The Judge Rules for "E-mail" with a Big "E" : WebRef Update Feature | WebReference

The Judge Rules for "E-mail" with a Big "E" : WebRef Update Feature

The Judge Rules for "E-mail" with a Big "E"

In the previous article, "I Say E-Mail, You Say Email," I received many responses from you, both positive and fuhgettaboutit! One reader opened my eyes and asked why I didn't check with the Chicago Manual of Style (CMS) or Strunk and White's Manual. I belong in jail for that. I should have checked those resources instead of listening to my wooden brain and thinking that there would be no techie (no, it's not in the dictionary, but I'm going to use it anyway) terms in these references.

Also, my using the Wired Style as a resource stirred up some controversy since some of you stated that it is not the authoritative resource for the English language on the technical side. That is true and I did use THE source this time (Webster, what else?). However, new words don't get into the dictionary quickly and the Internet is still young.

Got the whole world in my handheld - revisited

Like a good girl, I did more research. My CMS is sorely outdated. I found the CMS Web site as well as the Merriam-Webster Dictionary Web site. I wrote to Webster about the term "handheld." The reply, "The word "palmtop" may not be "official" in the sense of having a dictionary entry. However, it is a word that is quite commonly used these days. That alone makes it a legitimate word." And Webster expects that it will be in a future edition of the dictionary based on its common use.

Furthermore, when an E-zine used "PDA" in one of its articles, I promptly wrote to the editor and argued the use of public display of affection in its non-lovey dovey (Whoops! I broke another rule.) article about the personal digital assistant. He stated that palmtop was not a word and public display of affection went out long ago. Sorry Charlie, as you saw previously, "palmtop" is acceptable. Now, as for PDA, Sir Webster had a good point that PC has stood for many things from politically correct to Peace Corps and of course, personal computer. He provided all the reasonable doubt I needed and PDA now means love in two ways: expressing love to another and protecting your handheld like the love of your life.

In conclusion, review your company's style guide, if it has one. If that fails, check with the dictionary and finally, common sense.

This ain't <duh> no open and shut case

Ms. Meryl - Two Syllables and Not One, was correct in stating that it is "Web site" and not "website." Strangely enough, Mr. Webster complicated matters and didn't even have "Web site" listed! If you can't find a word combination in the dictionary, then it should remain open or you'll go to grammar jail for shutting it. The only Internet-related "Web" I could find was World Wide Web and it is big triple dubyas (in reference to George "dubya" Bush). Thus, this same formula should apply to "Web page" and "web head." As for "webmaster," my source at Webster said that it would likely to be in an upcoming edition as one word.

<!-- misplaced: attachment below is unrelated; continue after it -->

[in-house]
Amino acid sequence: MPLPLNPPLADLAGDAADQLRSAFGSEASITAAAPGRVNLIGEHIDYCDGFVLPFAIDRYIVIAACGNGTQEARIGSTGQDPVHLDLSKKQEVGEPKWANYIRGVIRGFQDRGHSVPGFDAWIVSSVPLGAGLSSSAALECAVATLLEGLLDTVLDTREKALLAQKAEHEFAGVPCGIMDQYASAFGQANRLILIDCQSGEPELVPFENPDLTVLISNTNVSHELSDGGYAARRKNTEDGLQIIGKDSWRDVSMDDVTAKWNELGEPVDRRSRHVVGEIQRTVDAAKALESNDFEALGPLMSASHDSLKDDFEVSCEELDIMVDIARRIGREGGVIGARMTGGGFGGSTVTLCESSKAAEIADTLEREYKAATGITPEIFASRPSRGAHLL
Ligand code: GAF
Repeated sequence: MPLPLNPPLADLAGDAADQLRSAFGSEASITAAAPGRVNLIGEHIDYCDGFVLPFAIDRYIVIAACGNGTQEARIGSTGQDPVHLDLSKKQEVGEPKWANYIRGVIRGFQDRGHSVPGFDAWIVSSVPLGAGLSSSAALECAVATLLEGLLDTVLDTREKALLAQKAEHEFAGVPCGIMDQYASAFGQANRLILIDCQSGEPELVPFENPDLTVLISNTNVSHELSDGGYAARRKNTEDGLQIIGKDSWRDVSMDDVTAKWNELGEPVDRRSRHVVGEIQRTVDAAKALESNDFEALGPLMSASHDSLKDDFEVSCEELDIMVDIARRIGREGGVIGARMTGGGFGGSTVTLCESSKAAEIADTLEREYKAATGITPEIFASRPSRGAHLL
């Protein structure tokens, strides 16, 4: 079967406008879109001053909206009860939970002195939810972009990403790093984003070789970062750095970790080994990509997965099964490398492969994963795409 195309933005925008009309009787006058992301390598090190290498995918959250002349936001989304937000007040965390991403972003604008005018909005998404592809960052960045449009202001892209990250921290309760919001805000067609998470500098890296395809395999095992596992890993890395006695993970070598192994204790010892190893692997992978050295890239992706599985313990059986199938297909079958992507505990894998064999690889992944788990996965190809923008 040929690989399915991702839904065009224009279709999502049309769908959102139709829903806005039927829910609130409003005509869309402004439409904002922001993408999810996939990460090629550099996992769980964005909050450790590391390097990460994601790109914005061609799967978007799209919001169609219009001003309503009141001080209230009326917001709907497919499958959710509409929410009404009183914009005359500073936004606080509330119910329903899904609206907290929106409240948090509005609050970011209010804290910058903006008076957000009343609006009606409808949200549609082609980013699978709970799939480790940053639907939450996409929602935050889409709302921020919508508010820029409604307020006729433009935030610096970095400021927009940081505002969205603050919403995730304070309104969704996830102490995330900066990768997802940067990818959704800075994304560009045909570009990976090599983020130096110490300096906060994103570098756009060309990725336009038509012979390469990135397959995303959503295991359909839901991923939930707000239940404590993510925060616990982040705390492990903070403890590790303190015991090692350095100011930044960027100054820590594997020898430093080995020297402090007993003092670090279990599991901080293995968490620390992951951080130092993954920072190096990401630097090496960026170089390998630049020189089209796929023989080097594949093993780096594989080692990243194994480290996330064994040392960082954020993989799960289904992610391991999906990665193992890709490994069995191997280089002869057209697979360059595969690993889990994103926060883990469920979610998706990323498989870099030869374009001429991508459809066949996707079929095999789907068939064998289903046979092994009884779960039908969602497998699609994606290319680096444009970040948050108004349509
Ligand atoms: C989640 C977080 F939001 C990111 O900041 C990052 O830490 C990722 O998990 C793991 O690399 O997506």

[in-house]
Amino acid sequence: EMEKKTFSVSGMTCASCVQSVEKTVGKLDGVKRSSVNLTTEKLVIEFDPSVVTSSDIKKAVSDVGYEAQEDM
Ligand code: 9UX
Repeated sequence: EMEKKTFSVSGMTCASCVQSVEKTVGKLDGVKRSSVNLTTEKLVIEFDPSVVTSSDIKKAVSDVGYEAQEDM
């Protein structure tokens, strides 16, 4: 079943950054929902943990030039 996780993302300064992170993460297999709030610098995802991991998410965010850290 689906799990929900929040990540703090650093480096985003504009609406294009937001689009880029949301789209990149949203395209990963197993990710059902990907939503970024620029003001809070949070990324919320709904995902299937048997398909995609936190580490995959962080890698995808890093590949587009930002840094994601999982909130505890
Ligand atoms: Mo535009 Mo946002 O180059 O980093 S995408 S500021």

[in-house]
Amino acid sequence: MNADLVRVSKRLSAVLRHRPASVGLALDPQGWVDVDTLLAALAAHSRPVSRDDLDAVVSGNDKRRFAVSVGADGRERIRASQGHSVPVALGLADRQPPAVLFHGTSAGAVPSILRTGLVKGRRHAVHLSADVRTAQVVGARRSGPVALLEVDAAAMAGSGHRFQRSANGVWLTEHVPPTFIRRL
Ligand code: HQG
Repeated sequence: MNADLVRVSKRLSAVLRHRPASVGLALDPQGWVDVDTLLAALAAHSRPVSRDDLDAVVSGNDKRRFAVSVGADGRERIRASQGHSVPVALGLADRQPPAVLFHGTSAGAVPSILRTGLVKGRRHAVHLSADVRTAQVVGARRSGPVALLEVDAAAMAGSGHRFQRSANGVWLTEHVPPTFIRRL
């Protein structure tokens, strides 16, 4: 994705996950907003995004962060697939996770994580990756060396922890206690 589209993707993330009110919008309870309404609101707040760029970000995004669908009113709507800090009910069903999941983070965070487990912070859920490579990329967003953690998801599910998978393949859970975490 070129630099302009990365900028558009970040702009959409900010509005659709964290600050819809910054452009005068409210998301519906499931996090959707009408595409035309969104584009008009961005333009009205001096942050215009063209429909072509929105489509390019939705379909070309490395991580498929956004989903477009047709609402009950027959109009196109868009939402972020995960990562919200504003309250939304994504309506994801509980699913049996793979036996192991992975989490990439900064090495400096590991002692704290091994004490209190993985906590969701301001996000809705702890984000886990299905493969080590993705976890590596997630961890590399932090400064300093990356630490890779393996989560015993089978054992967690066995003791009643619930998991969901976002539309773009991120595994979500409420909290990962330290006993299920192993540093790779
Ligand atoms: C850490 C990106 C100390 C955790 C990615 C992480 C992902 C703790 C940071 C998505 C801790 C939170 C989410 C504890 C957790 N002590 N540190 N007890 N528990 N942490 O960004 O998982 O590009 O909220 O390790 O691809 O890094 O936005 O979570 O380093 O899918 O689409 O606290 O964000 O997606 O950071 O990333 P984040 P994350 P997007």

[ed: uses proper case "Web" when used as one word, like "the Web," or "Web site," but "webmaster," etc are lower case. Some only proper case "the Web" when referred to in its entirety.]

Also space out "home page," "end user," "pull down," "drop down," "mouse click," "in box," and "site map." The first two are in the dictionary just as I typed them. The rest aren't listed. Only "homepage" and "mouseclick" were listed in Wired's book and they recommend blending them though traditionalists would argue against this. Very gray area, indeed. Since there's no official word, use common sense and be consistent in your document.

The higher authority of lexicography and Wired recognize these words as shut-ins: "upload," "download," "printout," and "bookmark." Now, are you using "upload" and "download" properly? I admit that I was a total dunce in the beginning about these two terms, but I've since become smart after joining Dilbert's DNRC (if you don't know what that is, then you're an induhvidual!). Anyway, "download" represents what you steal from another computer. In other words, most people downloaded MP3s and few uploaded. But without uploads, you'd have nothing to download! Got it? Good.

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This article originally appeared in the November 23, 2000 edition of the WebReference Update Newsletter.

Comments are welcome
Written by Meryl Evans and

Revised: November 30, 2000